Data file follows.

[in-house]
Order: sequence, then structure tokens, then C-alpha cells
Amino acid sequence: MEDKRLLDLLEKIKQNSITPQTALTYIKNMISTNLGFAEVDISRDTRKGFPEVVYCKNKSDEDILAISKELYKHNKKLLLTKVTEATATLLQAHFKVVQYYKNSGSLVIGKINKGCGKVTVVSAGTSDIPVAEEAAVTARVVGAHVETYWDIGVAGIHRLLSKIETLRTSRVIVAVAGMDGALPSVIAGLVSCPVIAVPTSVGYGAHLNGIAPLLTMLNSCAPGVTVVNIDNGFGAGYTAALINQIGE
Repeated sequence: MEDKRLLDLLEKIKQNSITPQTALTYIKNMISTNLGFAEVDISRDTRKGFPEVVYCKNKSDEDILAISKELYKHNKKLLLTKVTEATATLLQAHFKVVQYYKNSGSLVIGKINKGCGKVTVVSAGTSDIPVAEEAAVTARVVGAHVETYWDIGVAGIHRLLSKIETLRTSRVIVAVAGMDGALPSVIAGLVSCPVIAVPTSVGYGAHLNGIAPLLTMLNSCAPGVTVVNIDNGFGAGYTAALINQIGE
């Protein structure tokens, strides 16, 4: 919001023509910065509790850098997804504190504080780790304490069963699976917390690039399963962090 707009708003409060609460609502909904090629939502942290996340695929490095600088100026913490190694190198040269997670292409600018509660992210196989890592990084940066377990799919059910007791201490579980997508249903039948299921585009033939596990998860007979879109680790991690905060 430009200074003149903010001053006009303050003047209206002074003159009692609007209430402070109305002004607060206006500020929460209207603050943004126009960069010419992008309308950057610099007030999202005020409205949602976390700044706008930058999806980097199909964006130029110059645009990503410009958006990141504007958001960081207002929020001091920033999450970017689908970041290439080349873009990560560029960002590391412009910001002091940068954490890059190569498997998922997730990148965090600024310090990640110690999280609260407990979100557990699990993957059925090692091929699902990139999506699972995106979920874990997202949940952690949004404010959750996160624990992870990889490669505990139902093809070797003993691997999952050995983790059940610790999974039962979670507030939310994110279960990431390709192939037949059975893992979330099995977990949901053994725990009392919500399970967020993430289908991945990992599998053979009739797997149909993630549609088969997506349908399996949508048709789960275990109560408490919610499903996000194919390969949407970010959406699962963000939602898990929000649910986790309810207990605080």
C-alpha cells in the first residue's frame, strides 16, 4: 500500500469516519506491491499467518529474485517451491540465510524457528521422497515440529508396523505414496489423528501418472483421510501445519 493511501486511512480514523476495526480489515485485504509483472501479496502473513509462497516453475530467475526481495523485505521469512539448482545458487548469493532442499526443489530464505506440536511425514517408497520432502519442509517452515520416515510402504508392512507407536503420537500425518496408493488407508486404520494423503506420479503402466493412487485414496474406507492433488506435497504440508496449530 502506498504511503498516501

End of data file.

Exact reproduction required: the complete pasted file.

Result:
[in-house]
Order: sequence, then structure tokens, then C-alpha cells
Amino acid sequence: MEDKRLLDLLEKIKQNSITPQTALTYIKNMISTNLGFAEVDISRDTRKGFPEVVYCKNKSDEDILAISKELYKHNKKLLLTKVTEATATLLQAHFKVVQYYKNSGSLVIGKINKGCGKVTVVSAGTSDIPVAEEAAVTARVVGAHVETYWDIGVAGIHRLLSKIETLRTSRVIVAVAGMDGALPSVIAGLVSCPVIAVPTSVGYGAHLNGIAPLLTMLNSCAPGVTVVNIDNGFGAGYTAALINQIGE
Repeated sequence: MEDKRLLDLLEKIKQNSITPQTALTYIKNMISTNLGFAEVDISRDTRKGFPEVVYCKNKSDEDILAISKELYKHNKKLLLTKVTEATATLLQAHFKVVQYYKNSGSLVIGKINKGCGKVTVVSAGTSDIPVAEEAAVTARVVGAHVETYWDIGVAGIHRLLSKIETLRTSRVIVAVAGMDGALPSVIAGLVSCPVIAVPTSVGYGAHLNGIAPLLTMLNSCAPGVTVVNIDNGFGAGYTAALINQIGE
């Protein structure tokens, strides 16, 4: 919001023509910065509790850098997804504190504080780790304490069963699976917390690039399963962090 707009708003409060609460609502909904090629939502942290996340695929490095600088100026913490190694190198040269997670292409600018509660992210196989890592990084940066377990799919059910007791201490579980997508249903039948299921585009033939596990998860007979879109680790991690905060 430009200074003149903010001053006009303050003047209206002074003159009692609007209430402070109305002004607060206006500020929460209207603050943004126009960069010419992008309308950057610099007030999202005020409205949602976390700044706008930058999806980097199909964006130029110059645009990503410009958006990141504007958001960081207002929020001091920033999450970017689908970041290439080349873009990560560029960002590391412009910001002091940068954490890059190569498997998922997730990148965090600024310090990640110690999280609260407990979100557990699990993957059925090692091929699902990139999506699972995106979920874990997202949940952690949004404010959750996160624990992870990889490669505990139902093809070797003993691997999952050995983790059940610790999974039962979670507030939310994110279960990431390709192939037949059975893992979330099995977990949901053994725990009392919500399970967020993430289908991945990992599998053979009739797997149909993630549609088969997506349908399996949508048709789960275990109560408490919610499903996000194919390969949407970010959406699962963000939602898990929000649910986790309810207990605080």
C-alpha cells in the first residue's frame, strides 16, 4: 500500500469516519506491491499467518529474485517451491540465510524457528521422497515440529508396523505414496489423528501418472483421510501445519 493511501486511512480514523476495526480489515485485504509483472501479496502473513509462497516453475530467475526481495523485505521469512539448482545458487548469493532442499526443489530464505506440536511425514517408497520432502519442509517452515520416515510402504508392512507407536503420537500425518496408493488407508486404520494423503506420479503402466493412487485414496474406507492433488506435497504440508496449530 502506498504511503498516501